世界に誇る「水の山」プロジェクト ABOUT "MIZUNOYAMA" PROJECT
#007 Chateraise Hakushu Factory
Striving to bring deliciousness and smiles to people around the world
Chateraise offers delicious, safe sweets made with fresh, high-quality ingredients at reasonable prices. The company manufactures a wide array of products. In addition to classic cakes, ice creams, jellies, baked sweets, and Japanese sweets, it produces breads, pizza, allergy-free sweets, and even a low-carb lineup of products that have drawn attention lately. It manufactures sweets that are sold at 600 stores in Japan and 100 stores overseas in eight countries.
The Chateraise Hakushu Factory is situated in the middle of a forest very close to Ojira Forest Famous Water Park, Verga. Hakushu Factory Manager Kazuhiro Okada says, “We manufacture delicious sweets with a focus on ingredients and manufacturing methods to achieve our concept of ‘bringing smiles to faces in Japan.’ Water is an important ingredient essential to making sweets.” According to Mr. Okada, water that is pure, mild and free of any flavor is the most suited to making sweets. Although Hakushu Meisui is natural mineral water that has been filtered over time through the granite layers of Mount Kaikoma, the excellent water from Hakushu has a low mineral content. It is truly the optimal water, and encountering this water has become the foundation that supports Chateraise’s manufacturing of sweets today. The hardness of water is calculated based on the amount of magnesium and calcium it contains. WHO regards soft water as up to 120mg/l and anything above that as hard water, but the hardness of Hakushu Meisui that Chateraise uses is only 16–22mg/l. It is soft water in every respect that is called the softest water. To obtain this precious water that already has a low mineral content, Chateraise focused on the area of Hakushu water veins with low mineral composition and drilled a well. The company utilizes the water to manufacture sweets not only at the Chateraise Factory, but also at the factory at the Head Office and Toyotomi Factory by transporting the water in tank trucks.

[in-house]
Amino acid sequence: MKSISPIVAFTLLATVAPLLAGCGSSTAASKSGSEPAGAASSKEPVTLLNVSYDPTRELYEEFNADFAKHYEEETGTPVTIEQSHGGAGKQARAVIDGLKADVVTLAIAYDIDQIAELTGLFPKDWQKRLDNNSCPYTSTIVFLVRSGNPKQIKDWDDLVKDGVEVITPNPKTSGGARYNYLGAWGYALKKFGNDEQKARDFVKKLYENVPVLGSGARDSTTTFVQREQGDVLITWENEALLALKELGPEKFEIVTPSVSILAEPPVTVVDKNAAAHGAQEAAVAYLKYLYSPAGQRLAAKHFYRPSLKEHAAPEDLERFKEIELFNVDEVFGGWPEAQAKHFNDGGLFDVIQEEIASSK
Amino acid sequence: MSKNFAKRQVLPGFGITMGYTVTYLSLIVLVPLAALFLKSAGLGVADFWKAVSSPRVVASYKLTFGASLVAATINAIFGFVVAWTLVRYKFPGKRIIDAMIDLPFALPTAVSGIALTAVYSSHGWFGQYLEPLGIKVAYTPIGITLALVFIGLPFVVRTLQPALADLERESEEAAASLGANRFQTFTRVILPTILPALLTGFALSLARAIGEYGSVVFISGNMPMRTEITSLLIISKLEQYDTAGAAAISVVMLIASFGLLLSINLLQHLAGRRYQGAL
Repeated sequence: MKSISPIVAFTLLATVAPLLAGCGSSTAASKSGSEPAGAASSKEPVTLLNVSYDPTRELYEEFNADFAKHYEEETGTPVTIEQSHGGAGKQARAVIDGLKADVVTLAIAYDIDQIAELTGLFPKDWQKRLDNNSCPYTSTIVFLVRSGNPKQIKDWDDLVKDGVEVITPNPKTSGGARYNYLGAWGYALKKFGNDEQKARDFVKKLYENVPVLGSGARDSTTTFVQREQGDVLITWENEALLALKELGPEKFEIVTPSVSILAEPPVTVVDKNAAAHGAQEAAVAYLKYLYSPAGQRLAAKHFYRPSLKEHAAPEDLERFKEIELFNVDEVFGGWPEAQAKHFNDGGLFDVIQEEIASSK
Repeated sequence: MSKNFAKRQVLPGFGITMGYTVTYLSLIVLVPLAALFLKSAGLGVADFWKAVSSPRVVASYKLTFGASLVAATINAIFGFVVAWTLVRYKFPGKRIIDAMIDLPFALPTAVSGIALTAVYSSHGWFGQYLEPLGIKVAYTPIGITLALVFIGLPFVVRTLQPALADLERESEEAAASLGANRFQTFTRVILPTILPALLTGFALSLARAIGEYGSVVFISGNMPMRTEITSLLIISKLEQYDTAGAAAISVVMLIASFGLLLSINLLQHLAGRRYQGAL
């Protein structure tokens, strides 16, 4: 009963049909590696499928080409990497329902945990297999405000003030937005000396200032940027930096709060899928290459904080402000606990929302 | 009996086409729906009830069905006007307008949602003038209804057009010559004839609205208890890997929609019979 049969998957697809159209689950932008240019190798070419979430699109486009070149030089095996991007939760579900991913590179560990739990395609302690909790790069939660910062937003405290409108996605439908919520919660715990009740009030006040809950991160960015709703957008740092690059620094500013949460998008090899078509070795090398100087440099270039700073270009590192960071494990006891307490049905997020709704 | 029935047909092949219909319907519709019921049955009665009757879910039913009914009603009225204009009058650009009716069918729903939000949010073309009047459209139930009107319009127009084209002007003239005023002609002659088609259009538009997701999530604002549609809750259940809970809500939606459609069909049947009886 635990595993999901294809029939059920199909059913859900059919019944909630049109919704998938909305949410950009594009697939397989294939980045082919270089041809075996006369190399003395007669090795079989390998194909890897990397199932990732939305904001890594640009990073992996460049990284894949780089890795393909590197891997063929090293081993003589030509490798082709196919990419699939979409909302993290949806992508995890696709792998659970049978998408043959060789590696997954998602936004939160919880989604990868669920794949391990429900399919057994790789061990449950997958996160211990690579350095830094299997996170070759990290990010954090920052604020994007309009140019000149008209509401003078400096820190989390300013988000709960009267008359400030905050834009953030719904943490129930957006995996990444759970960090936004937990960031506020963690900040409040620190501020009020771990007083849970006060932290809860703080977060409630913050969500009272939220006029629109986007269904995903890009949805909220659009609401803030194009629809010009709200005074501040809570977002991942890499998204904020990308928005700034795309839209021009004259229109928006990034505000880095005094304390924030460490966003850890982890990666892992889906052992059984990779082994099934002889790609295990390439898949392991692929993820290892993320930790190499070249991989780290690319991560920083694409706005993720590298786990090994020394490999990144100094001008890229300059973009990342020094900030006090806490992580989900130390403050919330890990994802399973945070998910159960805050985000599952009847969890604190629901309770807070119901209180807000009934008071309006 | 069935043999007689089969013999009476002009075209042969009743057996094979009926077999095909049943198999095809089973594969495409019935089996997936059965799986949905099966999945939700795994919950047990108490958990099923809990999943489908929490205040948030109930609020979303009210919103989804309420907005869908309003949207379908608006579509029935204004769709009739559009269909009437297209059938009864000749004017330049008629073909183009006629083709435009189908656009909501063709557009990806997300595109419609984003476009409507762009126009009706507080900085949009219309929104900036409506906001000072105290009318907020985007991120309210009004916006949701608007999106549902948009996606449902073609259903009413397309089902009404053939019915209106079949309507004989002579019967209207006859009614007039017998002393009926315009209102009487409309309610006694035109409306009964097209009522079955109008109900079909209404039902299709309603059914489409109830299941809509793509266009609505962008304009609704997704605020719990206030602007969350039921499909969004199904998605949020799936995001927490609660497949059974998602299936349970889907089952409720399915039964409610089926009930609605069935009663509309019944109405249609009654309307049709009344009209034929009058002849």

The Chateraise Hakushu Factory was built in July 1994 as the company’s second factory after the Nakamichi Factory at the Head Office. While it is a factory designed for the 21st century that coexists with the surrounding environment of abundant nature, at the same time it is also the largest frozen sweets factory in Japan. Since its establishment, as the major center of the farm factory system, it has continued to provide a daily supply of products in which water plays an important role. These products are transported from Yamanashi, which has a wealth of ingredients, to the company’s own stores and factories in Japan and abroad.
What are products in which water plays an important role? One such product is red bean paste. President Hideaki Murata who oversees the entire manufacturing line from production planning to manufacturing, verification, and shipping notes that, “The red bean paste used in sweets made by Chateraise is completely manufactured at the Hakushu Factory.” Mr. Murata is a specialist that has exclusively worked with red bean paste since joining the company ten years ago. He proudly says, “Since water begins to be absorbed the moment the beans first come into contact with it, the water that is first used is extremely important. Our company uses adzuki beans grown in Hokkaido that are cultivated by contracted farmers, and the entire process from cleaning to cooking is carried out with Hakushu Meisui. In fact, we’ve gathered water from places throughout Japan said to have excellent water and tried them, but sure enough, we come back to Hakushu Meisui. It’s the best in terms of how the red bean paste dissolves in the mouth and its flavor and color after cooking. Based on that experience, we strive to make red bean paste with high ideals based on the understanding shared by our entire team that we must use this water conscientiously.”